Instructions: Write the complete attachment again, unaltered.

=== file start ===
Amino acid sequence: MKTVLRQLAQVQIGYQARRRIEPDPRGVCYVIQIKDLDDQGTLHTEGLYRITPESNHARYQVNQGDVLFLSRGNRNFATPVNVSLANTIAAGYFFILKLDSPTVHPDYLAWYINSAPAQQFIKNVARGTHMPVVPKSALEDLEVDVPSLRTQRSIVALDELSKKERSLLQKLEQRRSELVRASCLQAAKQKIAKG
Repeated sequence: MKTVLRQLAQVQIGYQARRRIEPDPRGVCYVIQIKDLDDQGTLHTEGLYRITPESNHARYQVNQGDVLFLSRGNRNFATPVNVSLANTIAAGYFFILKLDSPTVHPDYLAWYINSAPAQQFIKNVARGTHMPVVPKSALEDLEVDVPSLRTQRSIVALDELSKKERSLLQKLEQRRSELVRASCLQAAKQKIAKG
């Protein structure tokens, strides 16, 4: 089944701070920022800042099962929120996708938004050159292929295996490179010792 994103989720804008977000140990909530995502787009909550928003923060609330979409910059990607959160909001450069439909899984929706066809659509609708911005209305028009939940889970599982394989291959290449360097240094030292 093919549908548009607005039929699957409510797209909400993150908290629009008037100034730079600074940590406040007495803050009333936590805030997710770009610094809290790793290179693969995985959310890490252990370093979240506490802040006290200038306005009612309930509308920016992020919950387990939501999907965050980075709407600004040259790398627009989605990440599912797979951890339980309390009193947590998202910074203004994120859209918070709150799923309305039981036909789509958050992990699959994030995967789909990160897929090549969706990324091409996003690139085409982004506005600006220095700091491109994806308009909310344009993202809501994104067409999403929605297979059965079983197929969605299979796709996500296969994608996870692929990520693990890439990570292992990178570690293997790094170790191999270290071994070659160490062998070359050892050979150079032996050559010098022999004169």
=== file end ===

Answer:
Amino acid sequence: MKTVLRQLAQVQIGYQARRRIEPDPRGVCYVIQIKDLDDQGTLHTEGLYRITPESNHARYQVNQGDVLFLSRGNRNFATPVNVSLANTIAAGYFFILKLDSPTVHPDYLAWYINSAPAQQFIKNVARGTHMPVVPKSALEDLEVDVPSLRTQRSIVALDELSKKERSLLQKLEQRRSELVRASCLQAAKQKIAKG
Repeated sequence: MKTVLRQLAQVQIGYQARRRIEPDPRGVCYVIQIKDLDDQGTLHTEGLYRITPESNHARYQVNQGDVLFLSRGNRNFATPVNVSLANTIAAGYFFILKLDSPTVHPDYLAWYINSAPAQQFIKNVARGTHMPVVPKSALEDLEVDVPSLRTQRSIVALDELSKKERSLLQKLEQRRSELVRASCLQAAKQKIAKG
């Protein structure tokens, strides 16, 4: 089944701070920022800042099962929120996708938004050159292929295996490179010792 994103989720804008977000140990909530995502787009909550928003923060609330979409910059990607959160909001450069439909899984929706066809659509609708911005209305028009939940889970599982394989291959290449360097240094030292 093919549908548009607005039929699957409510797209909400993150908290629009008037100034730079600074940590406040007495803050009333936590805030997710770009610094809290790793290179693969995985959310890490252990370093979240506490802040006290200038306005009612309930509308920016992020919950387990939501999907965050980075709407600004040259790398627009989605990440599912797979951890339980309390009193947590998202910074203004994120859209918070709150799923309305039981036909789509958050992990699959994030995967789909990160897929090549969706990324091409996003690139085409982004506005600006220095700091491109994806308009909310344009993202809501994104067409999403929605297979059965079983197929969605299979796709996500296969994608996870692929990520693990890439990570292992990178570690293997790094170790191999270290071994070659160490062998070359050892050979150079032996050559010098022999004169």